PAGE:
This is a Blog about Noise, Power Electronics, Post-Industrial and Experimental sounds.
Please contact me via the page for any info on material that you'd like to submit for review. I will only review physical copies, no mp3/file reviews.
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Reviews are by Choppy Noodles and Psymon Marshall.
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Choppy Noodles 2019
Blood Rhythms - Civil War
Album: Civil War
Artist: Blood Rhythms
Label: NO PART OF IT
Catalogue no: None
Grief (Parts I & II)
Yes, this is loud,
experimental in the extreme, avant-garde, noise ambient, industrial, angry,
anguished, atmospheric, violent, rhythmic, as well as right in your face and up
close, but a close listen will reveal that there’s a lot more going on than
meets the ear. Saying that it doesn’t really want to slot into any neat little
pigeonholes either, preferring instead to present itself on its own merits.
Blood Rhythms is led by veteran experimental musician Arvo Zylo (along with a
host of collaborators) and so, armed with all sorts weird and wonderful
materials, presents us with the results of this huge experiment/collaboration.
How to begin? ‘Closure’
is a big fat rasp, ripping and shimmering, a blast blaring out of some fogbound
landscape, ready to rip skin. A voice and feedback presage the arrival of some
demonic entity, scouring and scorching, denuding all before it. ‘Sick Skin’ is
pure flesh-ripping anguish, slabs of high-pitched squeaks and resonances
interspersed with microsilences, attacks that burrow deep into the brain and
turn it into mush. A heavily distorted voice intrudes, exuding malice and
anger, before evolving into a less wholesome rhetoric. Closing out side one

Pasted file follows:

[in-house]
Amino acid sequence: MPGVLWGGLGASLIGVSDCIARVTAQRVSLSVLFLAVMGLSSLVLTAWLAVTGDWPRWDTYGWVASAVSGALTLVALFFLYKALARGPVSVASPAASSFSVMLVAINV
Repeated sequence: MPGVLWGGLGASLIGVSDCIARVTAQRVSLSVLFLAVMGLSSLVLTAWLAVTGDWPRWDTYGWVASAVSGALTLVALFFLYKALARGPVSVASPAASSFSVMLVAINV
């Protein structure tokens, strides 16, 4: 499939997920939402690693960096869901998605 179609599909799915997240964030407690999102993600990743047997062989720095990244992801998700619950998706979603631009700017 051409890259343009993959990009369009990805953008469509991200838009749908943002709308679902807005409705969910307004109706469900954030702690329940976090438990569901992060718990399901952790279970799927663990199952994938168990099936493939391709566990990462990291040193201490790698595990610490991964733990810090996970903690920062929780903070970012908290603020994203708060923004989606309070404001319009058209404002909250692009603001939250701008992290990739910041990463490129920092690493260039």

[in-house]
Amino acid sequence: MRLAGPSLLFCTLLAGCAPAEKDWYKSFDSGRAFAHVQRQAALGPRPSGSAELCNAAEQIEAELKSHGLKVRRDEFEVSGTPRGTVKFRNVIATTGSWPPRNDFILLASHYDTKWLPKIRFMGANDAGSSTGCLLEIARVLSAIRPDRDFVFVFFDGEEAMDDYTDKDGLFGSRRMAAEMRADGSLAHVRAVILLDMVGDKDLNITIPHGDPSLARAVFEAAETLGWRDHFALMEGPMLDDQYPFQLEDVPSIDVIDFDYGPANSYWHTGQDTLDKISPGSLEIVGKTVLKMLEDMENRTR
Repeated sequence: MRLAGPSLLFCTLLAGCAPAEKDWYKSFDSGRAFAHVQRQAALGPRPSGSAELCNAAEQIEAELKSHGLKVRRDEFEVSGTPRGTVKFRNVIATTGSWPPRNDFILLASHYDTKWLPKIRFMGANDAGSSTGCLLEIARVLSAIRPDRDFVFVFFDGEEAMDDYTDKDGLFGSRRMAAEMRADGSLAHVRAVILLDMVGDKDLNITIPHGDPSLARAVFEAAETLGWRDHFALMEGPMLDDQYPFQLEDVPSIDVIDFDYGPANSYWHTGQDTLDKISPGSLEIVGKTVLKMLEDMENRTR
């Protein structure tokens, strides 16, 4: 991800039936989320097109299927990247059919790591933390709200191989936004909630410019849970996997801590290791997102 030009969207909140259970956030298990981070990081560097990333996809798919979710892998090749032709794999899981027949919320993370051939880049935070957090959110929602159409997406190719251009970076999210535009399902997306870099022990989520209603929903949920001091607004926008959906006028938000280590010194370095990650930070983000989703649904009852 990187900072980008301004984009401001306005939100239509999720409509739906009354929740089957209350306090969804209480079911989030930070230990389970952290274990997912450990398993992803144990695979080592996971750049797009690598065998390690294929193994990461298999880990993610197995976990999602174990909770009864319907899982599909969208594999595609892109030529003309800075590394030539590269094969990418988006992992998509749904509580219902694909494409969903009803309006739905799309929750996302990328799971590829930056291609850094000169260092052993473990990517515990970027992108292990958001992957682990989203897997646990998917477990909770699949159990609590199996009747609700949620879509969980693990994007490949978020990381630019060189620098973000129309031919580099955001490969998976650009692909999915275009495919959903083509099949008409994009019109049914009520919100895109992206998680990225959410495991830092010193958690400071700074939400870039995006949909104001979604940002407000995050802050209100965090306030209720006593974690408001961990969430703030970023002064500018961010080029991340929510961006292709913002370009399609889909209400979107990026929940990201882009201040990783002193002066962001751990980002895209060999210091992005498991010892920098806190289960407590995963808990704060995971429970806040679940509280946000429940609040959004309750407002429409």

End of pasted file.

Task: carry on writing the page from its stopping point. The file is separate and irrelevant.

(see below) is ‘Locked Away’, beginning with a lean, spare slice of death
ambient (de)composed of crushing percussion and feedback, before morphing into
a vast behemoth of granular noise and acidic bitterness, a kaleidoscopic vortex
of bile and rancour.
Like I say, though, it’s
not all noise and tortured electronics, as is testified to by ‘Paris Window’ –
which begins with a mournful, and thoroughly Gallic, trumpet figure before a
metallic sheet of noise, akin to a constant crash of cymbals, fades in and
overwhelms like a tsunami. This is followed by ‘The Face’, a Suicide electronic
rhythm accompanied by some shouty vox, leading to a free-for-all blast of a
‘chorus’ which is in turn replaced by tribal industrial drumming and what
sounds like an industrial-capacity vacuum-cleaner. This track also smells of
Crash Worship to this reviewer, which is no bad thing I feel.
And then we’re back to
the nuclear radiation of blanket cellular implosion with ‘Alchemy & Grief
Part 1’, an earth-stripping concussion wave of concentrated malignancy.
‘Alchemy & Grief Part II’ is all industrial crunch and distortion,
garnished with wretched vocals and crashing metallic interjections.
When this was sent to me
I had no idea what I was letting myself in for – the description in the blurb
covers only part of what’s included here and, if you go to the Blood Rhythms
Bandcamp page for this release it doesn’t really enlighten you much further, as
it only has ‘The Face’ available to listen to at this moment. If I’d judged
solely from that (which no reviewer would do anyway) I’d have missed out on all